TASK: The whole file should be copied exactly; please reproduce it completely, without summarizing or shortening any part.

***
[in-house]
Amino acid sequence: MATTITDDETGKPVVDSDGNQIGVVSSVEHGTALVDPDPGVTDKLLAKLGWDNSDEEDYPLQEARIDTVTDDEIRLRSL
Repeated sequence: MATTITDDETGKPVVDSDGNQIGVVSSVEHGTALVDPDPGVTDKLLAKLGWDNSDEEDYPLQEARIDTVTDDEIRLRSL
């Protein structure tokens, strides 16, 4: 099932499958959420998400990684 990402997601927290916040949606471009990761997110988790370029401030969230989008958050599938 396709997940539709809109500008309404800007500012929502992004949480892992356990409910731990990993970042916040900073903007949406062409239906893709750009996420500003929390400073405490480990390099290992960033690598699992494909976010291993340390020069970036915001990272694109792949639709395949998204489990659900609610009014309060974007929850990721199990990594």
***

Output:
[in-house]
Amino acid sequence: MATTITDDETGKPVVDSDGNQIGVVSSVEHGTALVDPDPGVTDKLLAKLGWDNSDEEDYPLQEARIDTVTDDEIRLRSL
Repeated sequence: MATTITDDETGKPVVDSDGNQIGVVSSVEHGTALVDPDPGVTDKLLAKLGWDNSDEEDYPLQEARIDTVTDDEIRLRSL
């Protein structure tokens, strides 16, 4: 099932499958959420998400990684 990402997601927290916040949606471009990761997110988790370029401030969230989008958050599938 396709997940539709809109500008309404800007500012929502992004949480892992356990409910731990990993970042916040900073903007949406062409239906893709750009996420500003929390400073405490480990390099290992960033690598699992494909976010291993340390020069970036915001990272694109792949639709395949998204489990659900609610009014309060974007929850990721199990990594």